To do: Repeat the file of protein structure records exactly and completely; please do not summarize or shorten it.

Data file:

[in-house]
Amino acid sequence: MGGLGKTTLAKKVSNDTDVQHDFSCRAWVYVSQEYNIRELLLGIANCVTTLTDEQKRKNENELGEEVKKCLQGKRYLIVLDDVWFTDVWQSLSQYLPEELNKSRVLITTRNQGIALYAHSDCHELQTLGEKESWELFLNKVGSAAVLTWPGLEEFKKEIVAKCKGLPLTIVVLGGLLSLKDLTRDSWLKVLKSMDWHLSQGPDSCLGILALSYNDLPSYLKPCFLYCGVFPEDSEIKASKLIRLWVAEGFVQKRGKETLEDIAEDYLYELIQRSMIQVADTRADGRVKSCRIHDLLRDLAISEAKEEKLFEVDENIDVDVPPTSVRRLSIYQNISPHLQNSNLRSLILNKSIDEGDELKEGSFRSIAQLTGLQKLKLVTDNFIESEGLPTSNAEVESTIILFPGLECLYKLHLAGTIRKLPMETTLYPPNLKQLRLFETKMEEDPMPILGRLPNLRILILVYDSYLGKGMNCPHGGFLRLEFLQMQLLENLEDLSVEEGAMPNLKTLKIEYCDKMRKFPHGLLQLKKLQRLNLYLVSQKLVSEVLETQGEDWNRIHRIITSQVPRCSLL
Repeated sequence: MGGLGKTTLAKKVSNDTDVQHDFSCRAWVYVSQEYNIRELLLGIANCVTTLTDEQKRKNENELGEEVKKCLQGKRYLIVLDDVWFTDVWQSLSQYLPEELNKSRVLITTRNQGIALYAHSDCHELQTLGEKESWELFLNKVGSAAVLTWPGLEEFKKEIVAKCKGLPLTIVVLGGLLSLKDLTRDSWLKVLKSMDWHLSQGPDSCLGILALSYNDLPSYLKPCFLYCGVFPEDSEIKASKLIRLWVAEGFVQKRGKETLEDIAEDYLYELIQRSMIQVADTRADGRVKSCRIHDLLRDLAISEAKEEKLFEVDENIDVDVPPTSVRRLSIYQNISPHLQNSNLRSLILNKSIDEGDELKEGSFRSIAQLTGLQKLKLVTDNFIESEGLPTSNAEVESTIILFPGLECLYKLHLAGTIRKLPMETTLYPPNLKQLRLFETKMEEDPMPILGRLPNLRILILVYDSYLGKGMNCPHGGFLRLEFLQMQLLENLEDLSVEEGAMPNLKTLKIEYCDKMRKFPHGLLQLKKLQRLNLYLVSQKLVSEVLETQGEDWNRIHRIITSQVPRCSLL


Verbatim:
[in-house]
Amino acid sequence: MGGLGKTTLAKKVSNDTDVQHDFSCRAWVYVSQEYNIRELLLGIANCVTTLTDEQKRKNENELGEEVKKCLQGKRYLIVLDDVWFTDVWQSLSQYLPEELNKSRVLITTRNQGIALYAHSDCHELQTLGEKESWELFLNKVGSAAVLTWPGLEEFKKEIVAKCKGLPLTIVVLGGLLSLKDLTRDSWLKVLKSMDWHLSQGPDSCLGILALSYNDLPSYLKPCFLYCGVFPEDSEIKASKLIRLWVAEGFVQKRGKETLEDIAEDYLYELIQRSMIQVADTRADGRVKSCRIHDLLRDLAISEAKEEKLFEVDENIDVDVPPTSVRRLSIYQNISPHLQNSNLRSLILNKSIDEGDELKEGSFRSIAQLTGLQKLKLVTDNFIESEGLPTSNAEVESTIILFPGLECLYKLHLAGTIRKLPMETTLYPPNLKQLRLFETKMEEDPMPILGRLPNLRILILVYDSYLGKGMNCPHGGFLRLEFLQMQLLENLEDLSVEEGAMPNLKTLKIEYCDKMRKFPHGLLQLKKLQRLNLYLVSQKLVSEVLETQGEDWNRIHRIITSQVPRCSLL
Repeated sequence: MGGLGKTTLAKKVSNDTDVQHDFSCRAWVYVSQEYNIRELLLGIANCVTTLTDEQKRKNENELGEEVKKCLQGKRYLIVLDDVWFTDVWQSLSQYLPEELNKSRVLITTRNQGIALYAHSDCHELQTLGEKESWELFLNKVGSAAVLTWPGLEEFKKEIVAKCKGLPLTIVVLGGLLSLKDLTRDSWLKVLKSMDWHLSQGPDSCLGILALSYNDLPSYLKPCFLYCGVFPEDSEIKASKLIRLWVAEGFVQKRGKETLEDIAEDYLYELIQRSMIQVADTRADGRVKSCRIHDLLRDLAISEAKEEKLFEVDENIDVDVPPTSVRRLSIYQNISPHLQNSNLRSLILNKSIDEGDELKEGSFRSIAQLTGLQKLKLVTDNFIESEGLPTSNAEVESTIILFPGLECLYKLHLAGTIRKLPMETTLYPPNLKQLRLFETKMEEDPMPILGRLPNLRILILVYDSYLGKGMNCPHGGFLRLEFLQMQLLENLEDLSVEEGAMPNLKTLKIEYCDKMRKFPHGLLQLKKLQRLNLYLVSQKLVSEVLETQGEDWNRIHRIITSQVPRCSLL